Appropriations Committee hears legislative mental health reportScott Rothschild
In the latest sign of the importance of mental health in Kansas, the House Appropriations Committee this morning heard the report of the Legislative Mental Health Task Force. The appropriations committee is spending the early days of the 2018 session hearing reports as it prepares to discuss state agency budgets and how to fund them.
In June 2017, the Kansas Legislature passed a budget that included a proviso directing the Kansas Department for Aging and Disability Services (KDADS) to establish an 11-member task force to review the mental health system in Kansas. The task force was instructed to assess the state’s current mental health system and make recommendations for improvements to the Legislature.
The group met eight times between September and December 2017 to discuss issues and develop recommendations. Its youth and student-based recommendations include:
- Increasing federal funding for mental health services by adopting one or more Medicaid expansion models and supporting expansion of and participation in the federal Excellence in Mental Health Act;
- Develop and fund regional community crisis locations; deliver youth crisis and prevention services in settings like homes, school and primary care offices; provide comprehensive housing options; and establish a 24-hour mental health hotline;
- Add more than 300 additional hospital beds or expand alternatives that would reduce the number of new beds needed and eliminate the waiting list process of the Osawatomie State Hospital;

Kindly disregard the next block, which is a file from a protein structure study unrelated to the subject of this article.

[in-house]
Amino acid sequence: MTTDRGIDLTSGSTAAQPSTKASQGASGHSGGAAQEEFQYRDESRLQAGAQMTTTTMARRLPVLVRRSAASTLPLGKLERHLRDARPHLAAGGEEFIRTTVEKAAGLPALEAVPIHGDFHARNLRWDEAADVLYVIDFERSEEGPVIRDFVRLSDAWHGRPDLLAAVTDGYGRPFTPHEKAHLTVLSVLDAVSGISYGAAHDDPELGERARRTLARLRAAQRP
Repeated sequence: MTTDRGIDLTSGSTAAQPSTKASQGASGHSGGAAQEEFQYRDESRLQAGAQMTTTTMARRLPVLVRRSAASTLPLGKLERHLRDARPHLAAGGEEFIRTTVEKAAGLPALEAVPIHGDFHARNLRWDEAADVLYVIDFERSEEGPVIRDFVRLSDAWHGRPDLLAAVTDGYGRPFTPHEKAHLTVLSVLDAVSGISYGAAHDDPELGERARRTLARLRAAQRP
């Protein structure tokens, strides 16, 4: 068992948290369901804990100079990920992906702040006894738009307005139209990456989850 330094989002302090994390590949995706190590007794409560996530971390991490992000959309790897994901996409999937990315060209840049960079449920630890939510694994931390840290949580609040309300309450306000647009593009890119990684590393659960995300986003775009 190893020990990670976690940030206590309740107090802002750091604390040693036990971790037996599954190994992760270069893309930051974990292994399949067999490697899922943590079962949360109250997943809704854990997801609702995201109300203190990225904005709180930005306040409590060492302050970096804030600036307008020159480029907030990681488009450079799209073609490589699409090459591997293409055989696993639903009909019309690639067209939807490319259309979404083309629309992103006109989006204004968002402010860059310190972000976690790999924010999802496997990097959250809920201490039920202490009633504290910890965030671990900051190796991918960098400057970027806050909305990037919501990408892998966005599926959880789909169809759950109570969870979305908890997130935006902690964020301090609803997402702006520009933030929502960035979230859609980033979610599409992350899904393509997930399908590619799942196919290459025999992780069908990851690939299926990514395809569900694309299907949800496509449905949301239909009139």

- Create statewide therapeutic foster care and home-based therapy options; expand community-based options; Increase access to early childhood mental health services by including language in state Medicaid behavioral health plans to explicitly cover early childhood mental health screening, assessment, and treatment; ensure children and caregivers are screened and assessed at regular intervals in early childhood programs; work with partners to address Adverse Childhood Experiences (ACEs) and sources of toxic stress; and take steps to ensure that children and adolescents with serious emotional disturbance are enrolled in a health home to provide access to activities that help coordinate their care.
Amy Campbell of the Kansas Mental Health Coalition, who serves on the task force, said the state mental health system needs more flexibility to serve students and families “where they are” rather than only in the 9 a.m. to 5 p.m. office visit structure. The report also recommends increasing access to early childhood mental health services by explicitly covering childhood mental health screenings in state Medicaid programs and work to address Adverse Childhood Experiences (ACES) and sources of toxic stress.
Campbell told legislators she’s pleased with the attention they’re paying to mental health issues. “I think we’re heading in a positive direction.”
Representatives Kathy Wolf-Moore and Larry Campbell asked Campbell to offer the committee additional information on some priorities and solutions to the issued identified in the report.
“We need help,” Rep. Campbell noted.
Meanwhile, a separate Kansas School Mental Health Advisory Council has been studying how to provide a comprehensive mental health services system for students in the state’s K-12 public schools. Studies have shown that approximately 20 percent of children and youth have an identified need for mental health services but only one-third of these children receive services. Of those receiving mental health services, 70 percent will receive them at their school.
And in his 2018 State of the State address, Gov. Sam Brownback called for the state to increase the number of school counselors and s